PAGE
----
The second and final installment in Mim Eichmann's saga of before-her-time free spirit, Hannah Owens, Muskrat Ramble is a tour of (a ramble through) 20th-century America, commencing on the eve of the First World War. This meticulously researched novel takes us from New Orleans on the cusp of the Jazz Age to Prohibition-era Chicago to the Front Range of Colorado. It's a breathtaking travelogue, to be sure.
Eichmann has remarkable skill with historical setting and a musician's easy fluency with the intricacies of the early development of American jazz. It's an immersive experience for readers, surrounding us with the rich sounds and smells of New Orleans, the languid sultriness of Louisiana's sugar plantations, and the bone-chilling cold of Chicago winters. The author paints with a refined brush that renders her settings in lush and textured colors. The book is probably worth the price for the author's settings alone.
I didn't find the protagonist, Hannah, particularly likable. And I don't necessarily count this a negative. It was frankly refreshing to encounter a female protagonist in a historical novel that wasn't immediately likable. Hannah is self-indulgent, with a recurrent indifference to the effects on others of her often selfish decisions. This includes Hannah's blithely entering into a sexual relationship with Edouard "Kid" Ory, the great New Orleans jazz trombonist who Eichmann co-opts as the lover of Hannah's teenage daughter whom he subsequently impregnates. This was irresistibly tawdry and rollicking good fun. Rather than rooting for Hannah, I found myself awaiting her next train-wreck life choice, which included ending up cross-wise with Al Capone's Southside Gang. In the end, Hannah does right (no spoilers), but it's a circuitous route getting there.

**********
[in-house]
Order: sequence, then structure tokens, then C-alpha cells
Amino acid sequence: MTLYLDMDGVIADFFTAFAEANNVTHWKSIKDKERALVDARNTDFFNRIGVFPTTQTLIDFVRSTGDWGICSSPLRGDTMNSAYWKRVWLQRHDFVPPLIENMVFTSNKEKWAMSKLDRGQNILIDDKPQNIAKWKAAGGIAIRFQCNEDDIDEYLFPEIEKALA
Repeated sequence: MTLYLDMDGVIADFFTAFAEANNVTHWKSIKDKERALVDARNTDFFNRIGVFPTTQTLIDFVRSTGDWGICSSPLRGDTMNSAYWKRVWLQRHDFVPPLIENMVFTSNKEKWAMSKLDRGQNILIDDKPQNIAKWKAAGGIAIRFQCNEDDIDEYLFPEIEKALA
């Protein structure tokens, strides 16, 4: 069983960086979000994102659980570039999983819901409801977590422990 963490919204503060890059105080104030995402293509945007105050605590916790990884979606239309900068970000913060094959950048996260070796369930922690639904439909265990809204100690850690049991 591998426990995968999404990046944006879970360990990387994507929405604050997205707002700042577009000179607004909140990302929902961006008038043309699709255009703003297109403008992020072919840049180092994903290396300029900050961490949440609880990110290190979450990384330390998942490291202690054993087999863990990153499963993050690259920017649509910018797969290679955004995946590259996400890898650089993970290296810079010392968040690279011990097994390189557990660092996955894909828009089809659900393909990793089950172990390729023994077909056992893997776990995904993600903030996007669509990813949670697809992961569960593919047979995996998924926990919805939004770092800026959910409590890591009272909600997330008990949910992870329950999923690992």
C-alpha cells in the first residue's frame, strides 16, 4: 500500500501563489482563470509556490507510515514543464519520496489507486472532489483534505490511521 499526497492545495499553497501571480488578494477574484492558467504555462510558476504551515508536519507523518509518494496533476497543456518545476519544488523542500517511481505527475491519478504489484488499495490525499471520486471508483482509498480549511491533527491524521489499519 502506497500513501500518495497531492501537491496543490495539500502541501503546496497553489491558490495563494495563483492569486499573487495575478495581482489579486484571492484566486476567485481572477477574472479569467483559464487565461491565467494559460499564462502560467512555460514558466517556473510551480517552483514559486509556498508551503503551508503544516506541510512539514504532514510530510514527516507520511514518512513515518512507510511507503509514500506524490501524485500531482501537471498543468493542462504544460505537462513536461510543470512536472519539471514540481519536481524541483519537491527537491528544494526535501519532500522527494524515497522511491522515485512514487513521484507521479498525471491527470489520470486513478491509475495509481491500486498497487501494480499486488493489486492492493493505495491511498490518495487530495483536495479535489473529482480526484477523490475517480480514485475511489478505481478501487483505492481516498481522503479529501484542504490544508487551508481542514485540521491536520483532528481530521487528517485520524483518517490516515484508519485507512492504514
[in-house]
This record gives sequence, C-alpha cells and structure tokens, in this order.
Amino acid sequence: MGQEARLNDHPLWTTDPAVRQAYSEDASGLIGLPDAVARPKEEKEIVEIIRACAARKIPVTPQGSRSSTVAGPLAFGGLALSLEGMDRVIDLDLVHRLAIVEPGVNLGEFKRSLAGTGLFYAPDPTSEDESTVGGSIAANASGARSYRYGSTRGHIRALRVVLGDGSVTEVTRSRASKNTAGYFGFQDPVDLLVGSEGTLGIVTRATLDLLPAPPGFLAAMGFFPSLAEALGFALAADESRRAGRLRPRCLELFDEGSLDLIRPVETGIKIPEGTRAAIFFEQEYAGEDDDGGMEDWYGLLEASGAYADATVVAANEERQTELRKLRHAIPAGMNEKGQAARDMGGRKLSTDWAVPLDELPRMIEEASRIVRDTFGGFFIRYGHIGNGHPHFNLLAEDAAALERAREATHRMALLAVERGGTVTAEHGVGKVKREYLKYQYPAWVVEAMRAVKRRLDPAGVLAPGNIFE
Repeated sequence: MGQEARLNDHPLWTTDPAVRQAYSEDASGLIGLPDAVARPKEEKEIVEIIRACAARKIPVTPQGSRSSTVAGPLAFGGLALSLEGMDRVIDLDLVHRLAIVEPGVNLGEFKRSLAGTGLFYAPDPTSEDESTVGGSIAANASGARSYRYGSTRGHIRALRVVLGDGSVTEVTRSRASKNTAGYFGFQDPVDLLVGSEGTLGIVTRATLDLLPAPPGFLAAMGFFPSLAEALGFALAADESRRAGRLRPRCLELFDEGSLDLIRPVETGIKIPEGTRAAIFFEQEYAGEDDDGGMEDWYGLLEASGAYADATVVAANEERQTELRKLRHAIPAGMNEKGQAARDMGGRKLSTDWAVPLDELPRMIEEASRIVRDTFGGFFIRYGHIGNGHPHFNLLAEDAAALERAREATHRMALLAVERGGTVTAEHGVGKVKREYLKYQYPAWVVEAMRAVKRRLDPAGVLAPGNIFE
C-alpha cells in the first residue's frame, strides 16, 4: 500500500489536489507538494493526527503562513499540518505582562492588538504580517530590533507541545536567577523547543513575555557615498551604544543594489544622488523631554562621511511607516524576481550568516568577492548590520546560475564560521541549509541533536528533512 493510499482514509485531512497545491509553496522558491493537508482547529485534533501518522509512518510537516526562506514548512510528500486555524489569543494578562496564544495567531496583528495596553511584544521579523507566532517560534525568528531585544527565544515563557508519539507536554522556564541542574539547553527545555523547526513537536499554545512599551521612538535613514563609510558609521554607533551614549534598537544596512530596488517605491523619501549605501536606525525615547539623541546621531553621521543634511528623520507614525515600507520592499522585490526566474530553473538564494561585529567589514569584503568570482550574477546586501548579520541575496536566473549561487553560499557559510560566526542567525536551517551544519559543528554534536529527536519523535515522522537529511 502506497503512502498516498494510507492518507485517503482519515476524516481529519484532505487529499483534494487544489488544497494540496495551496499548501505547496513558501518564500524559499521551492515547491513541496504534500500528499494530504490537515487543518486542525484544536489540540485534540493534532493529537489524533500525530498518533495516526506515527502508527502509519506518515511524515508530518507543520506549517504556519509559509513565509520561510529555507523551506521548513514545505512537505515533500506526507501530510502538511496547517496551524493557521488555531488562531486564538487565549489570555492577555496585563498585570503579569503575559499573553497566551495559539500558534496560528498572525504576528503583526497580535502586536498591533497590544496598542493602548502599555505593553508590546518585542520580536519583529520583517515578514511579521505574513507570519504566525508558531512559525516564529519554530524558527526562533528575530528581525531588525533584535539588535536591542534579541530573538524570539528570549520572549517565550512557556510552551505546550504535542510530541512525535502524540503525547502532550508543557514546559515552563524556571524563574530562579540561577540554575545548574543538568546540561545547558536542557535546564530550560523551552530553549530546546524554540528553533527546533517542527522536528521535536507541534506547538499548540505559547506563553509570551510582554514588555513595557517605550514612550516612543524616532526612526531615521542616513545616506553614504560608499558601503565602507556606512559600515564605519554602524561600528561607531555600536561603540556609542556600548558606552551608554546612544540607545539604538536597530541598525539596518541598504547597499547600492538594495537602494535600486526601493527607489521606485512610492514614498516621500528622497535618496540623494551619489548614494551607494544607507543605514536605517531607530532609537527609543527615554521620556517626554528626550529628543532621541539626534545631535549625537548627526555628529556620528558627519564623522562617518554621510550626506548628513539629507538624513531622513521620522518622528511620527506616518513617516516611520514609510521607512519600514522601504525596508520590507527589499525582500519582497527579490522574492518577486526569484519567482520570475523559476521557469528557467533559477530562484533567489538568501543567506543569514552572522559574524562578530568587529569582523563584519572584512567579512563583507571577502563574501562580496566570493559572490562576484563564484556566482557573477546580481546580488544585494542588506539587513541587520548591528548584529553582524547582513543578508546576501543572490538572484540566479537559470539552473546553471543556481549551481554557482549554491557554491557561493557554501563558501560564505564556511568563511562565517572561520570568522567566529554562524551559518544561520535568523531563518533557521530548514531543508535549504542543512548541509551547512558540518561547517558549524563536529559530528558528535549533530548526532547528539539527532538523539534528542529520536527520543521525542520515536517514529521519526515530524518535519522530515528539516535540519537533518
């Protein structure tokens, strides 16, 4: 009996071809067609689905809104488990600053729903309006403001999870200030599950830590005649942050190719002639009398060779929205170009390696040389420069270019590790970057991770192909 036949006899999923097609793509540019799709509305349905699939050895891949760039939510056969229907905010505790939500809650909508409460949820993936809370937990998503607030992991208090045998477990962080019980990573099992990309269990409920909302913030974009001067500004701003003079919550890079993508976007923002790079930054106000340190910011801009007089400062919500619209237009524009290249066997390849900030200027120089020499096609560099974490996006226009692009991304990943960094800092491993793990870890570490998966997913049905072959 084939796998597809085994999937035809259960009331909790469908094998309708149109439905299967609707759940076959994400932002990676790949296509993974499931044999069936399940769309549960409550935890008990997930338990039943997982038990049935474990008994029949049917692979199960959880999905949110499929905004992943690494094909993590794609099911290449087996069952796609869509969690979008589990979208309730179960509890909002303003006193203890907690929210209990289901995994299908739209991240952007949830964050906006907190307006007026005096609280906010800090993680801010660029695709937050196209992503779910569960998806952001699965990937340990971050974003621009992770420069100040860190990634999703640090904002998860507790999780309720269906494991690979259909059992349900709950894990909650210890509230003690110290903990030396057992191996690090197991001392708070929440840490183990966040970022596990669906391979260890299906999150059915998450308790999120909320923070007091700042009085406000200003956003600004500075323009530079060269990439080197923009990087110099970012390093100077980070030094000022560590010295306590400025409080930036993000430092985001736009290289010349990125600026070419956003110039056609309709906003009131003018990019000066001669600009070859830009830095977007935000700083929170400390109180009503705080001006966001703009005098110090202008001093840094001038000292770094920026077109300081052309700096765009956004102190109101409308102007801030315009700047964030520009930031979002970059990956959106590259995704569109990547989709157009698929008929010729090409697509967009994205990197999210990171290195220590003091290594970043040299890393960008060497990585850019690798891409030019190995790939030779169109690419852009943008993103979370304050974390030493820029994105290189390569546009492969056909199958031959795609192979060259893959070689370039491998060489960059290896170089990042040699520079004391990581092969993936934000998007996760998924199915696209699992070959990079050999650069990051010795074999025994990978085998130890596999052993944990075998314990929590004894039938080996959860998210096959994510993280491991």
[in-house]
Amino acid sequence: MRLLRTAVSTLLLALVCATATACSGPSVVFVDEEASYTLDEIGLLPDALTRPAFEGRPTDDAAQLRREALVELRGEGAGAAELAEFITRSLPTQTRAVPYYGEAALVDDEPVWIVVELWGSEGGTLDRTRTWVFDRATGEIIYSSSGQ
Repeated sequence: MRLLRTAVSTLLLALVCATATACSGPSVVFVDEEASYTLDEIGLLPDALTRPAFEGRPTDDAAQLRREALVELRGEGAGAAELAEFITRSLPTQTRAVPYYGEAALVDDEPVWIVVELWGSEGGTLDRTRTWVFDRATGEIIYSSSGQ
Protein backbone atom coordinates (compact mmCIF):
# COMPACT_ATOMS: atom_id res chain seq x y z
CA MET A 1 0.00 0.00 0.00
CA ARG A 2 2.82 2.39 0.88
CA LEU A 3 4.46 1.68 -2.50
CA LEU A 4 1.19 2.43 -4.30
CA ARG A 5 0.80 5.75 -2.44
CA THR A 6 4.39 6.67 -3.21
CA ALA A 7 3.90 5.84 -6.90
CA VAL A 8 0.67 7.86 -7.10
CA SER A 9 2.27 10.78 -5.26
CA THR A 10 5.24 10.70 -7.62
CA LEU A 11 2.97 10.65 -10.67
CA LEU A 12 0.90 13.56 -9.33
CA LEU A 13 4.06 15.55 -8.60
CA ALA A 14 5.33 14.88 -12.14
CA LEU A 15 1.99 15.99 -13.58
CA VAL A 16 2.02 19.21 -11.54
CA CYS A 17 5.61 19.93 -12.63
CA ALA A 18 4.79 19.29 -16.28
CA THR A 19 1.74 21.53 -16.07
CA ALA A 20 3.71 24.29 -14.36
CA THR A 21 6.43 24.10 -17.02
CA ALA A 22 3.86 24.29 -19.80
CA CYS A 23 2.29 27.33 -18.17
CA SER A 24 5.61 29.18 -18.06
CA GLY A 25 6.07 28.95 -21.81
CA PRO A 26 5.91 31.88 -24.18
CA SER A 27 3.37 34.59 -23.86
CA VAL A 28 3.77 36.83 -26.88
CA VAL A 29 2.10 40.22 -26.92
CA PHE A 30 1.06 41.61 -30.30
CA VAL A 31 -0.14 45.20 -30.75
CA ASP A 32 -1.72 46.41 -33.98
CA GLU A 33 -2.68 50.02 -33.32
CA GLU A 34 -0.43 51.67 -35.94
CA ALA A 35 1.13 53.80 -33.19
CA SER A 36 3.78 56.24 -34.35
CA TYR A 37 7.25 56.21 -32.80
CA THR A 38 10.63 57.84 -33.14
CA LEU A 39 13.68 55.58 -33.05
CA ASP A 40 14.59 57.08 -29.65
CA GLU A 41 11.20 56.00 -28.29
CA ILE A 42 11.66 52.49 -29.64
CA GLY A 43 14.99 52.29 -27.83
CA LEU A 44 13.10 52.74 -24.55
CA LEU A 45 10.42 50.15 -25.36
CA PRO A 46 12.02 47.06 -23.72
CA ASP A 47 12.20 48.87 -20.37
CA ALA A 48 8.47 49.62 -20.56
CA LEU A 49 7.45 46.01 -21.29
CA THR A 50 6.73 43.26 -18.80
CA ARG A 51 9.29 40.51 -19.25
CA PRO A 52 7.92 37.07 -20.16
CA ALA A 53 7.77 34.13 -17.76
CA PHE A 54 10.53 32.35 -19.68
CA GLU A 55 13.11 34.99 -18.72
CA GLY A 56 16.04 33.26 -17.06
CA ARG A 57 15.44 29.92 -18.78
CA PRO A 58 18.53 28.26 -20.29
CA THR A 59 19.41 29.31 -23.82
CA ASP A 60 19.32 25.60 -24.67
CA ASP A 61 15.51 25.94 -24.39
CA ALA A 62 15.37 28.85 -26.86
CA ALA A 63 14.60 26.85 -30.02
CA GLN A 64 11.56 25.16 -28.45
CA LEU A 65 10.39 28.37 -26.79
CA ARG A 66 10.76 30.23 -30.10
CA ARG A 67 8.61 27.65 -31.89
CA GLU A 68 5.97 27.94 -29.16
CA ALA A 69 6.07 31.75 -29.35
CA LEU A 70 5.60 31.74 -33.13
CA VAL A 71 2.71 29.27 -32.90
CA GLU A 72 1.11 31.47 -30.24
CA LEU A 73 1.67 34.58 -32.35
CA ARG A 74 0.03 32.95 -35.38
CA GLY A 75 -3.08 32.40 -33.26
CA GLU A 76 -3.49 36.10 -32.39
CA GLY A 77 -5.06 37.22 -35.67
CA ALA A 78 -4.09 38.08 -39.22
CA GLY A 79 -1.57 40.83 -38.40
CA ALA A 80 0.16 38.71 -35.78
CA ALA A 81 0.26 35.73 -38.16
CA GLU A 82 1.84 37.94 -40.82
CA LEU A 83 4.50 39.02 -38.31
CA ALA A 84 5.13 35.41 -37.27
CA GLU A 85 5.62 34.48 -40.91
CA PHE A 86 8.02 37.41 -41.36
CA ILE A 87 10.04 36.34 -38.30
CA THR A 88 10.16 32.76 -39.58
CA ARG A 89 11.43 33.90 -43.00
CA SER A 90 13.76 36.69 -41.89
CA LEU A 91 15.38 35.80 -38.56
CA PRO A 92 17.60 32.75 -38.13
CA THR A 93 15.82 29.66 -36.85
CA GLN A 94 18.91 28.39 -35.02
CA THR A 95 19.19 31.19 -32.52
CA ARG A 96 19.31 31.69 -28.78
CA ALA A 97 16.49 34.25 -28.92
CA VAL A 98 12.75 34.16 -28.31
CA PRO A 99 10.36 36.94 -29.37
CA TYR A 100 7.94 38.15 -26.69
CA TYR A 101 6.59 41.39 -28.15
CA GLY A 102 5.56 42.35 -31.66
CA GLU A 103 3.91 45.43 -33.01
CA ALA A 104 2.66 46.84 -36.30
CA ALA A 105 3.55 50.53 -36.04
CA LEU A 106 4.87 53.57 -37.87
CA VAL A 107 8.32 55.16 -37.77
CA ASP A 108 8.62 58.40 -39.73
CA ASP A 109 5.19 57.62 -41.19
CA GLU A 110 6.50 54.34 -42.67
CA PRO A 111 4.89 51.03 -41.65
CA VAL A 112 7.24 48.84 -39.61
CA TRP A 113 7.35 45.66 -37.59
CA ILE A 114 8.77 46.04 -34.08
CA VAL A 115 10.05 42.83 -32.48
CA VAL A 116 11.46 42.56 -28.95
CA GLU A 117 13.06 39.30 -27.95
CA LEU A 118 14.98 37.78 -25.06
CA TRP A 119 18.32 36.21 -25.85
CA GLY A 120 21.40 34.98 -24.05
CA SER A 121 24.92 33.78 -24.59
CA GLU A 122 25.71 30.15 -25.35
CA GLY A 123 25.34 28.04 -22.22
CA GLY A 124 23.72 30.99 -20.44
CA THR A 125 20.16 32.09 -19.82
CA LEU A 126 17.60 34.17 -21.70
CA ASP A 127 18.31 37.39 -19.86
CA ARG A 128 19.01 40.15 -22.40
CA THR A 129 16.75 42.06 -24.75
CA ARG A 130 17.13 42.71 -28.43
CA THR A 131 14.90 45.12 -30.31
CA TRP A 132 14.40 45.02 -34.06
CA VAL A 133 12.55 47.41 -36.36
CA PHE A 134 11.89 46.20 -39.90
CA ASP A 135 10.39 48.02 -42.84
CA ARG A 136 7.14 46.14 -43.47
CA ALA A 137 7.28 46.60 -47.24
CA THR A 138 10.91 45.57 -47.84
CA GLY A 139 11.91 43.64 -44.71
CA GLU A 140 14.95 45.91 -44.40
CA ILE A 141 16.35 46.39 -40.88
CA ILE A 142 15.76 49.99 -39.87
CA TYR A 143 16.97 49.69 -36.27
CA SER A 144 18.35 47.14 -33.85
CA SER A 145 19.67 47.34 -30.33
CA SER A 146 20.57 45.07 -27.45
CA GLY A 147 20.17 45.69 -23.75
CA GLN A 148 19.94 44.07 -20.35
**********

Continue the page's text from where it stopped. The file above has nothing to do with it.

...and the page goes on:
The primary weakness of this book lies with the unevenness and herky-jerky pacing of the storyline. Much of this is a result of the author's impulse to show too much of her extraordinary research, forgetting that in historical novels research should, like an iceberg, remain 90% below the surface. This is most manifest in the final chapters, wherein the story moves across three decades recounting the development of jazz and the subsequent lives of the too-many musicians introduced earlier in the book, stitched together with the thinnest connections to the aging protagonist. Indeed, the book would have been improved by ending earlier. However, Ms Eichmann has the mechanics, and talent, to become a fine historical novelist, with discipline gained through experience for her future books.Readers interested in jazz and its development will enjoy the detail in this novel.